A transparent protective coating material that can be self-healed

Can scratches on car surfaces disappear when exposed to sunlight?


The most crucial factor in safeguarding a car surface is the excellent durability of automotive coatings. Protective coating materials should also be transparent and colorless to preserve the product’s natural color.

However, it isn’t easy to provide a self-healing function while satisfying all of these conditions. Existing commercially available materials have some limitations. Materials with high self-healing efficiency have low durability, whereas materials with high hardness and excellent durability have remarkably poor self-healing performance. 

In a new study, Dr. Jin Chul Kim, Dr. Young il Park, and Dr. Ji-Eun Jeong of the Korea Research Institute of Chemical Technology (KRICT) have developed a transparent coating material that satisfies all of the above conditions and has similar performance to that of commercial protective coating materials. An interesting fact is the material can self-heal within 30 mins when exposed to sunlight (Particularly near-infrared light sunlight, in the wavelength range of 1,000 to 1,100 nm).

To demonstrate the self-healing performance, scientists coated a laboratory-scale model car using a spray-coating machine. When the model car was exposed to midday sunlight for about 30 minutes, the scratch completely disappeared, and the surface of the coating material was restored.

How does this self-healing phenomenon work?

The surface temperature rises when the material absorbs sunlight as light energy is converted into thermal energy. As a result, the increased surface temperature makes it possible to self-heal a surface scratch by repeating the dissociation and recombination of chemical bonds in the polymer structure.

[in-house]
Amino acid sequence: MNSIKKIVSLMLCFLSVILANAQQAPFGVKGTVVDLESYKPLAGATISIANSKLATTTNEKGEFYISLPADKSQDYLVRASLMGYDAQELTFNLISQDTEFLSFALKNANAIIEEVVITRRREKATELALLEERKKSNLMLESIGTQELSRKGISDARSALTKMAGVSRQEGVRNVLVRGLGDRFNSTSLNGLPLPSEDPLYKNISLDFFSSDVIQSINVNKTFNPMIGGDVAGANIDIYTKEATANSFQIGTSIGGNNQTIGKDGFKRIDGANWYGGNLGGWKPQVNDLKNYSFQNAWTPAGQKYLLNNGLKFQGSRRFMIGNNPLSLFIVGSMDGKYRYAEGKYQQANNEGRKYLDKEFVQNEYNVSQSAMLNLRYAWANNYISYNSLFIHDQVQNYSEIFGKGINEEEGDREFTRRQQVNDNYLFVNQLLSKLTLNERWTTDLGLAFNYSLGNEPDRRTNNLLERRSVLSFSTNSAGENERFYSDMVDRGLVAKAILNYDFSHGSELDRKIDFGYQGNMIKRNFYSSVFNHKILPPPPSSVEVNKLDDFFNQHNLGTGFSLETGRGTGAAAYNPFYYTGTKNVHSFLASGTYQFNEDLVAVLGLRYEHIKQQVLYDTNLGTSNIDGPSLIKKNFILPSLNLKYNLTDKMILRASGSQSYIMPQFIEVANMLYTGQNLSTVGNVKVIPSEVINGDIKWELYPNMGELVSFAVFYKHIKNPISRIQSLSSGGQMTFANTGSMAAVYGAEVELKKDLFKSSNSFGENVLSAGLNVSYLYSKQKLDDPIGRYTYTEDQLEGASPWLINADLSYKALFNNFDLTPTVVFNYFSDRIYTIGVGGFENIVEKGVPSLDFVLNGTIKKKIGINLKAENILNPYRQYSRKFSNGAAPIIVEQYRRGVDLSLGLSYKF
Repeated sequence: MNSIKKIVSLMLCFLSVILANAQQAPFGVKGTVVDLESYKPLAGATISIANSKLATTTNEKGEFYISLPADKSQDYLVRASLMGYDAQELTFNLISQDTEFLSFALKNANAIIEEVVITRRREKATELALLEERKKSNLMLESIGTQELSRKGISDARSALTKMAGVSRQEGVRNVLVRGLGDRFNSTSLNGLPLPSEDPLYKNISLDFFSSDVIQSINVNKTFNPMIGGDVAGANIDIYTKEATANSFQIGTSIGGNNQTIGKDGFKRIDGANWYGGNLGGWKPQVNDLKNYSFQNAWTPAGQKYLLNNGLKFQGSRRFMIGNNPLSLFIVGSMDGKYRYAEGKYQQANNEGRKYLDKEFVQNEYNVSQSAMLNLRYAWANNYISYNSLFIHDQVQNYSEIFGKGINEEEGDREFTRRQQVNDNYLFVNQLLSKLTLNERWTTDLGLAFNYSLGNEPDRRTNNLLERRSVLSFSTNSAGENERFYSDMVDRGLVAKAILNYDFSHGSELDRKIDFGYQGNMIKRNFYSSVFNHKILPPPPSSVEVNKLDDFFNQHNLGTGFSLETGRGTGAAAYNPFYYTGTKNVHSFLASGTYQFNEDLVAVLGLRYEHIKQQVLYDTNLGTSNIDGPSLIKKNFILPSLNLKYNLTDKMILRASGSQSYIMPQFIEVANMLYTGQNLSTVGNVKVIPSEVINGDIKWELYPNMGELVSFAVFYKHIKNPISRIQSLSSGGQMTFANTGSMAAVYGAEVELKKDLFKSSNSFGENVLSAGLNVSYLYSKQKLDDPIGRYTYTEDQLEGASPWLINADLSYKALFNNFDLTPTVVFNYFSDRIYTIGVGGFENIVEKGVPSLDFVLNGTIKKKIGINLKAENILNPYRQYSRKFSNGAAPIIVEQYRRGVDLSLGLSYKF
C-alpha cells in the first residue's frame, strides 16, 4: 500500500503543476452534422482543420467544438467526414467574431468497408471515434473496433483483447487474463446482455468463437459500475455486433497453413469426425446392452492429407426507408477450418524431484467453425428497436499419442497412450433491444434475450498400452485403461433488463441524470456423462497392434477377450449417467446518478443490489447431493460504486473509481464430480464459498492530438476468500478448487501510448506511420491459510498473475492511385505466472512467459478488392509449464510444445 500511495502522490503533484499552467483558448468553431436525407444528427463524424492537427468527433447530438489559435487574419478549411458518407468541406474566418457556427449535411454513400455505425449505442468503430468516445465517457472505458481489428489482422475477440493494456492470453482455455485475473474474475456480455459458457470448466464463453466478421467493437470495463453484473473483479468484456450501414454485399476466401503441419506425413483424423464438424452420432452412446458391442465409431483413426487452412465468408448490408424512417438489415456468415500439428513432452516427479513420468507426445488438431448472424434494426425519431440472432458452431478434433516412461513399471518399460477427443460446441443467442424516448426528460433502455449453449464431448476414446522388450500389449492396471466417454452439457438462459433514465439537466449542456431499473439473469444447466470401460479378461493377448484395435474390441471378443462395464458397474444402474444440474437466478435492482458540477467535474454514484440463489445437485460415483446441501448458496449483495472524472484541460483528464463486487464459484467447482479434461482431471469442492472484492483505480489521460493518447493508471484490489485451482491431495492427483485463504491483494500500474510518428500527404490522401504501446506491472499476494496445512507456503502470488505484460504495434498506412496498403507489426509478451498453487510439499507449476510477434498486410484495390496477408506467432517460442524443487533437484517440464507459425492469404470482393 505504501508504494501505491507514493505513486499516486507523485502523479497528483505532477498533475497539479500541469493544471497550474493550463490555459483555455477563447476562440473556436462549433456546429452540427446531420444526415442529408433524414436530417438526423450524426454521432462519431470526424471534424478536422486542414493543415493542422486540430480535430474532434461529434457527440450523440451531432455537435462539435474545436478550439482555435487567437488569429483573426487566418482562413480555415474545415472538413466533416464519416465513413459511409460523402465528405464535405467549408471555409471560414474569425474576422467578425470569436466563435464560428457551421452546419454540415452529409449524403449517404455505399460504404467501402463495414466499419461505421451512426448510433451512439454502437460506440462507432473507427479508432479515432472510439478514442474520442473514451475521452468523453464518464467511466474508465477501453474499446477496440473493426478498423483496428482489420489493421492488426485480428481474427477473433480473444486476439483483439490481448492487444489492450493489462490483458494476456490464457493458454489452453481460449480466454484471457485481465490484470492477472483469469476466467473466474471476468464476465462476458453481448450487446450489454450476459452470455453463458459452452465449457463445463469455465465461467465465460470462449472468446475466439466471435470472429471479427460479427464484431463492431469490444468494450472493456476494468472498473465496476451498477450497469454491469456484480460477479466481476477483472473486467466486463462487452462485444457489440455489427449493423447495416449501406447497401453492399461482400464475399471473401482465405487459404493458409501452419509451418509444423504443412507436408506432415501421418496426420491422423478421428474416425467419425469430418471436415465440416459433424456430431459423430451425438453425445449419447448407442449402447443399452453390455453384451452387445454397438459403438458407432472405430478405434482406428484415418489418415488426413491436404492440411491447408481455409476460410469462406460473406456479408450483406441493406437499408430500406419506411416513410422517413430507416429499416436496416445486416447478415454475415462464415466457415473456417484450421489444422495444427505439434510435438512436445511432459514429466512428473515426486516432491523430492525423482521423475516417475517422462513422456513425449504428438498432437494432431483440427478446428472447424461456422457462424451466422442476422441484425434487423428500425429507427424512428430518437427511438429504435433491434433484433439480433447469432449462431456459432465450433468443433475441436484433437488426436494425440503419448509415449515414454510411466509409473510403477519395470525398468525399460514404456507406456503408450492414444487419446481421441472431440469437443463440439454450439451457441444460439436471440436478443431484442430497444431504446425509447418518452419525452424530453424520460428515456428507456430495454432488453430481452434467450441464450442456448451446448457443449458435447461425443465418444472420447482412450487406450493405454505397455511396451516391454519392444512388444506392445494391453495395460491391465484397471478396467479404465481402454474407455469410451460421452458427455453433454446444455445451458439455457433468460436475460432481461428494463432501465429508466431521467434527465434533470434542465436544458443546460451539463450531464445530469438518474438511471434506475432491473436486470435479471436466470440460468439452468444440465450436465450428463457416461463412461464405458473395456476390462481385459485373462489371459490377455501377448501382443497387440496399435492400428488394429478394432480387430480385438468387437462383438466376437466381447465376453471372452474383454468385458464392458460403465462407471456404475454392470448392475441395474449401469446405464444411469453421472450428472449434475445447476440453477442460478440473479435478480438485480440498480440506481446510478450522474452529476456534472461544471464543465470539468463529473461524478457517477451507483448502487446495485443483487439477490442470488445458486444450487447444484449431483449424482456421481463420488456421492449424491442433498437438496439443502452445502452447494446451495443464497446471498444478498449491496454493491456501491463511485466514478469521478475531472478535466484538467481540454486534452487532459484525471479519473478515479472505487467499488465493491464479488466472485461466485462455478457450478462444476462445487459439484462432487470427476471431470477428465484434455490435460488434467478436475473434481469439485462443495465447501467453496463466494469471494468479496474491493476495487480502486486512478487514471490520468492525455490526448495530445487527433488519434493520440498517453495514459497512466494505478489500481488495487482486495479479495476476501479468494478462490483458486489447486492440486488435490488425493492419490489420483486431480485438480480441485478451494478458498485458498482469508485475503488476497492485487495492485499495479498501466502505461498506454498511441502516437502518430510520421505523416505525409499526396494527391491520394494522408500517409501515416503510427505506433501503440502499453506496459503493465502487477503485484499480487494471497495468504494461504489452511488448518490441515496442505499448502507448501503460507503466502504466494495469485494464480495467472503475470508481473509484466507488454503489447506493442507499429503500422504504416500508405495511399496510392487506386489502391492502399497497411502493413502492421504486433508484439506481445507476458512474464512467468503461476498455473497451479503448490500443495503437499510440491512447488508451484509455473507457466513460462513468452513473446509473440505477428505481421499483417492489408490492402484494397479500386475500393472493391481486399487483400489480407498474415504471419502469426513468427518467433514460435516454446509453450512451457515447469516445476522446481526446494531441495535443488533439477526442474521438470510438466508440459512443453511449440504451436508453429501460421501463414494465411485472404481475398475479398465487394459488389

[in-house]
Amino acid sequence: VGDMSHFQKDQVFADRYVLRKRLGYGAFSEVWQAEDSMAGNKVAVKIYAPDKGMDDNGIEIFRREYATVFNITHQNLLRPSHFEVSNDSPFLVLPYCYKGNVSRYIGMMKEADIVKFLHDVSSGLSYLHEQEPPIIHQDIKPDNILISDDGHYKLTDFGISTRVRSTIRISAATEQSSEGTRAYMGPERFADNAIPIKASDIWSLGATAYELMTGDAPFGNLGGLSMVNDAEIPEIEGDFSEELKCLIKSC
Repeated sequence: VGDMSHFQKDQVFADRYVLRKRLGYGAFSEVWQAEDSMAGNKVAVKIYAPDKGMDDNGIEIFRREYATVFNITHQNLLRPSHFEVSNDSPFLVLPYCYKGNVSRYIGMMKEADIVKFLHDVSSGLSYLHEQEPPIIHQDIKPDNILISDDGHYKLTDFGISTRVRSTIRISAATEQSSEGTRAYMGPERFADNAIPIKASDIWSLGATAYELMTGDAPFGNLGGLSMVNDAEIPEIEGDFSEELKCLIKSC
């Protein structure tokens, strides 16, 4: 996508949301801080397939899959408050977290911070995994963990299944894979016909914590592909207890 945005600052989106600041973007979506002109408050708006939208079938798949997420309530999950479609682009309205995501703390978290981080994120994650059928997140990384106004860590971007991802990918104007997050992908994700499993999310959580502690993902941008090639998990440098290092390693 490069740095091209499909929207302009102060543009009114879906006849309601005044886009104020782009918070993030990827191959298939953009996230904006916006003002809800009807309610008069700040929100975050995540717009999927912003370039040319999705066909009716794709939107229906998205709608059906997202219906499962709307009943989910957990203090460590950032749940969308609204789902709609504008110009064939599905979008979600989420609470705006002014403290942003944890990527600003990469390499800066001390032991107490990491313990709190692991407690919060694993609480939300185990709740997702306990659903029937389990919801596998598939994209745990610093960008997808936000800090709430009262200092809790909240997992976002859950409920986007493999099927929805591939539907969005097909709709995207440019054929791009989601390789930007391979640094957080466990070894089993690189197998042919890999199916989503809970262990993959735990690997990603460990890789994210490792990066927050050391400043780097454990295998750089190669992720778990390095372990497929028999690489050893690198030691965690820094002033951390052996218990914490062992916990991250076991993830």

To create this material, scientists added a dynamic chemical bond(Hindered urea structure) that can repeat the decomposition and recombination of the polymer structure. This chemical bond was then mixed with a transparent photothermal dye so that dynamic chemical bonding could occur actively upon exposure to sunlight.

Scientists especially used transparent organic photothermal dyes. These dyes can absorb near-infrared light. Also, they do not affect the product color as they are of colorless inherent color.

Dr. Jin Chul Kim from KRICT, the research director, said“The developed technology is a platform technology that synthesizes self-healing coating materials using inexpensive commercial polymer materials and photothermal dyes. It is expected to be widely used not only in automotive clearcoats but also in various applications.”

“The developed self-healing material is expected to be used as a coating material for transportation applications, electronic devices such as smartphones and computers, and building materials in the future. In addition, it is expected to contribute to the realization of carbon neutrality by reducing the use of harmful organic solvents, which are generated in large amounts when repainting vehicles.”

Journal Reference:

  1. Da Hae Son et al. Fast, Localized, and Low-Energy Consumption Self-Healing of Automotive Clearcoats Using a Photothermal Effect Triggered by NIR Radiation. ACS Appl. Polym. Mater. 2022, 4, 5, 3802–3810. April 1, 2022. DOI: 10.1021/acsapm.1c01768
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